of billions of dollars without ever gaining access to the
telecommunications network are evidence enough that network operators
will not hesitate to abuse their market power. This anti-consumer,
anti-competitive discrimination took place while its legality was
being challenged. If discrimination becomes legal, it is likely to get
much worse.

Even more ominous is the fact that consultants funded by the cable and
telephone companies have already begun a drumbeat to get rid of the
open protocol altogether. This is an attempt to return the nation to
the pre-Internet environment of proprietary communications networks
that may or may not interoperate at the discretion of the operator, an
environment in which network operators have much greater leverage.

The Post editorial tells us not to worry about discrimination because
"more than 60 percent of the Zip codes in the United States are served
by four or more broadband providers that compete to give consumers
what they want." This Zip code data has been criticized extensively
by the GAO. A single customer in a Zip code tells us little about the
actual nature of competition. And the FCC definition of broadband --
200 kilobits in one direction -- is a ridiculously low speed compared
to what high-speed Internet access actually is.

More importantly, in the economic analysis of market structure and
industrial organization, markets with the equivalent of fewer than 10
equal-sized firms are considered concentrated by the Department of
Justice and the Federal Trade Commission. Markets with fewer than six
are considered highly concentrated. Four very unequal-sized
competitors do not represent sufficient competition to prevent
anti-competitive and anti-consumer abuses.

Yet 98 percent of high speed Internet subscribers use either the
telephone network or the cable modem service. Their market share has
been rising, not falling, and as broadband becomes even higher speed,
the chances that there will be more than two full service broadband
platforms decreases. A duopoly is not enough for to ensure vigorous
competition. The cozy duopoly will not compete on price and will spend
more time protecting franchise services than innovating. This is why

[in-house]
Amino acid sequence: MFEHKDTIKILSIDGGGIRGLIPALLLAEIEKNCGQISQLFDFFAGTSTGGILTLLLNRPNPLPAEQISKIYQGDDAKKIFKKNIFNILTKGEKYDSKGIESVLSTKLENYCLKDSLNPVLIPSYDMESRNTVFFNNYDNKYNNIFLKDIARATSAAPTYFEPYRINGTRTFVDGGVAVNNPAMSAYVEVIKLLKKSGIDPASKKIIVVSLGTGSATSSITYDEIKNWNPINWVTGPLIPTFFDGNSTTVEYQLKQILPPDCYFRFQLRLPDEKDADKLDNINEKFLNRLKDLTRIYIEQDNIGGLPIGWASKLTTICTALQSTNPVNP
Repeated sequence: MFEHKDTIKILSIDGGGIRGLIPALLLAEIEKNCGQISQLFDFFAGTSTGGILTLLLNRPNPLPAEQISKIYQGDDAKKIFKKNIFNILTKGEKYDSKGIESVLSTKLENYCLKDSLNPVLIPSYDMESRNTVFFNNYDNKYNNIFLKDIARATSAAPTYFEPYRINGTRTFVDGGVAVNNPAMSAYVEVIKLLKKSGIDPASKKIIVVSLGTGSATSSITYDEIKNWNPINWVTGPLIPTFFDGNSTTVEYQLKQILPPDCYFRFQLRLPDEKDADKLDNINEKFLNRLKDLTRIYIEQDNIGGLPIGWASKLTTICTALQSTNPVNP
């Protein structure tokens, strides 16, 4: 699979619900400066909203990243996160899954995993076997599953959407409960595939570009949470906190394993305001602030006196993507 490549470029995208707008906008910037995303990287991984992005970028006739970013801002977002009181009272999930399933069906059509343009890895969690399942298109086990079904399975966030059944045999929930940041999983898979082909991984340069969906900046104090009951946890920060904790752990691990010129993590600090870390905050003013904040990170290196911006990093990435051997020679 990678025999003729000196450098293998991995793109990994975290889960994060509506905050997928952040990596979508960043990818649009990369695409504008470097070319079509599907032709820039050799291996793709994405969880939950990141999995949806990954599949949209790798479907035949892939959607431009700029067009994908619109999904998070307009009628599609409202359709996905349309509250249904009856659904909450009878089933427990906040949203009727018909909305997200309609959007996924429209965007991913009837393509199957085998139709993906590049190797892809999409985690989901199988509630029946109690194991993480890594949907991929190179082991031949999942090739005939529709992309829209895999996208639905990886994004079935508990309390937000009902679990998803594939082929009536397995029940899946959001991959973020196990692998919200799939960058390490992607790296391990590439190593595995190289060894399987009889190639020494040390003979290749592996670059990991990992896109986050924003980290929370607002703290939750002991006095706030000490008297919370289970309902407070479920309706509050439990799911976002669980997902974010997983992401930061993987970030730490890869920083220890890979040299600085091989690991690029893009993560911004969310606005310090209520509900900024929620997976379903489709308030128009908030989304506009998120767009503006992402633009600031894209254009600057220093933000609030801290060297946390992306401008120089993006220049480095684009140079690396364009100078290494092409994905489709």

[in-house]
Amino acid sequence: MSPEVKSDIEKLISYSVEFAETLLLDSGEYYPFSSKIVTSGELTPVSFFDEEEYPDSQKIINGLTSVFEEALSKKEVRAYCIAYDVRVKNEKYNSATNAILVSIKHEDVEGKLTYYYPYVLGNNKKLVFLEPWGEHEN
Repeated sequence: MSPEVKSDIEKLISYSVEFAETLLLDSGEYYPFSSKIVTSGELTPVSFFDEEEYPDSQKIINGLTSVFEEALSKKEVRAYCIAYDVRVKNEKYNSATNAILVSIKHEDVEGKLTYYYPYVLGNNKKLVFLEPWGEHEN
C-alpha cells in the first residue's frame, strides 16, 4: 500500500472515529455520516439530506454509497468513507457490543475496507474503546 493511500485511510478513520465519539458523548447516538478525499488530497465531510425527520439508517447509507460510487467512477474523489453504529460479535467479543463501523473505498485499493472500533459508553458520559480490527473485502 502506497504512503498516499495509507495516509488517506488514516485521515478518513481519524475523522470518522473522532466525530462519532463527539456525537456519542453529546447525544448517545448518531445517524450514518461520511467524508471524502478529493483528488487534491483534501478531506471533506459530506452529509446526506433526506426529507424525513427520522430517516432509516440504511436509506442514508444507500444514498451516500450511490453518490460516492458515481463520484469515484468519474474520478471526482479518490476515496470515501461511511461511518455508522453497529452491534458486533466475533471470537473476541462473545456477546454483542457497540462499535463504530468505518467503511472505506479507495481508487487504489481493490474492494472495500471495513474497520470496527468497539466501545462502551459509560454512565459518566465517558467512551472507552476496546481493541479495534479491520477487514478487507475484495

U.S. prices are so high and the take rate of high-speed Internet is so
low compared to the rest of the world.

The Post editorial laments "the fact that the U.S. broadband
infrastructure lags behind that of East Asia and Europe." It advocates
network discrimination as the solution, but it fails to note that
those nations did not get ahead by allowing network discrimination. On
the contrary, the nations who have surpassed us have done so because
they adopted national policies to promote broadband deployment and
forced the network operators to run neutral networks, relying on
competition for services, unimpeded by network gatekeepers and toll
collectors, to drive adoption.

The magnificent success of Network Neutrality in providing innovative,
competitive environments in other nations, the track record of past
abuses of market power by U.S. network operators in the U.S., and the
loud declarations of intent to discriminate in the future make it
clear that the advocates of network discrimination have it
backwards. Network Neutrality is a proven, successful reality; network
discrimination is a hypothesis, a theory in search of support that
does not exist, which will impose a severe burden on the Internet. If
Congress does not step in to restore Network Neutrality, tollbooths
will raise consumer costs and gatekeepers will slow innovation,
destroying the fundamental character and architecture of the Internet.

For more details see Coopers report, ECONOMIC ANALYSIS AND NETWORK